How can investors benefit from the decentralization of investment platforms
If you have a question about a specific topic, who are you best to ask: a recognized expert or John/ Jane Q. Public?
Well, if you have a question about what's going to happen next in the wild world of financial markets, you may get more accurate predictions by asking a group of ordinary people than from an economist, analyst or even the CEO of Goldman Sachs. The idea that the masses can make surprisingly more accurate collective judgements than expert individuals, is nothing new.
Power in Numbers
James Surowiecki's 2005 book "The Wisdom of Crowds" compellingly illustrated how crowd wisdom works.
Let's travel back to 1906, when Charles Darwin's cousin Francis Galton, a Victorian polymath, was the first to note the wisdom of the crowds at a livestock fair.
In one event, fair-goers were given the opportunity to guess the weight of an ox. The person with the closest guess to the actual weight would win a prize. Galton pointed out that the average of all the entries in a 'Guess the Weight of the Ox' competition at a country fair was amazingly accurate - beating not only most of the individual guesses but also those of alleged cattle experts.
This is the essence of the wisdom of crowds - their average judgement converges on the right solution.
Now let's look at prediction markets, an area that stands to benefit greatly from crowd wisdom and which, to date, has been largely dominated by an elite few advisors and investors.
Many people are daunted by trading, but predicting is ubiquitous in our daily lives. We are a tribe of, what I like to call, "homo-predicens", The concept of "homo-predictions" refers to how humans predict in everything we do. Predictions are the basis for our most trivial expectations such as me expecting the words to appear on the screen as I type them.
Analytical predictions are the professional backbone of analysts and brokers in the stock markets. However, what separates predicting from guessing is knowledge.
"Large groups of people are smarter than an elite few" according to Surowiecki, and this is just as relevant to prediction markets as it is to any other facet of daily life.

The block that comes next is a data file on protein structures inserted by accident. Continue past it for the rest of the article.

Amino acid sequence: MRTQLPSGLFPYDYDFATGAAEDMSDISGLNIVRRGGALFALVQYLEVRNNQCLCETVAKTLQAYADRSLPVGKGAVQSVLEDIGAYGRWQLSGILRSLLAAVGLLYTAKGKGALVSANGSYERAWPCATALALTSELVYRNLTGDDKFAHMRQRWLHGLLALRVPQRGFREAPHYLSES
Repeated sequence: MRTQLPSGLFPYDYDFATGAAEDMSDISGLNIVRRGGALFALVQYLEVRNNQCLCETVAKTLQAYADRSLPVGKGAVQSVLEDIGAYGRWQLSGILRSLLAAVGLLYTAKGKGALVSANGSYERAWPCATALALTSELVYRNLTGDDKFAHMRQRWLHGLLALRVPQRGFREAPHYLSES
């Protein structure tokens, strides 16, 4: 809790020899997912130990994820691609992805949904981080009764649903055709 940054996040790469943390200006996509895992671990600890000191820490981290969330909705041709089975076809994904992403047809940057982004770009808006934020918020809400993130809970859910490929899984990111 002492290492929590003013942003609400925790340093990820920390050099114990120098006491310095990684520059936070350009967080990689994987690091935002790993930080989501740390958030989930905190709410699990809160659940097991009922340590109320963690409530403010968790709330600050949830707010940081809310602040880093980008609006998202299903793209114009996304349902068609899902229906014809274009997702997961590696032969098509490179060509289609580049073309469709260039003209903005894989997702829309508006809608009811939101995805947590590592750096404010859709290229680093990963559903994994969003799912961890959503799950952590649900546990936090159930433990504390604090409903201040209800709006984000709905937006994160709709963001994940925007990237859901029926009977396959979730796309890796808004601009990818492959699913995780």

Disparity of information
When it comes to financial trading, typically, trades take place on an exchange market or in an Over-The-Counter (OTC) contract where they are orchestrated by market makers.
These market conditions are where the asymmetry of crowd wisdom is fully felt. Two parties make the trade, but just one is privy to crowd wisdom. Much like the livestock fair Surowiecki examined, the farmers purchasing the oxen, like ordinary investors, make predictions in isolation, without access to information about which way their counterparts to the trade are leaning. Let's explore this a little more.
Currently, all data on who is selling and buying what, and when, is solely held by brokers and market makers alone. This represents a distinct asymmetry of information.
These centralized providers overlay the information from historic volatility prediction models, and augment it with crowd wisdom. Each new contract signed is factored into the pricing of the next contract.
However, the traders themselves don't have this key information on how others are predicting. Without access to the same information and analytic tools, the individual trader remains at a disadvantage, relying on their own siloed resources. This information blackout also enables institutions to market certain products to offset their potential losses by pricing them attractively, another way in which they use their advantage over the investor to create unfavourable market conditions for them.
Now, let's go back to that livestock fair in 1906. It should be clear by now that, as with any trade where only one party knows exactly what everyone else is estimating, the advantage lies solely with that party. In collectively guessing the weight of the ox, all the participants gain an advantage.
Surely, there is something we can learn from this and apply to the investing world? It is time to take the ox by the horns and employ crowd wisdom to bring about a fairer and more equal distribution of wealth.
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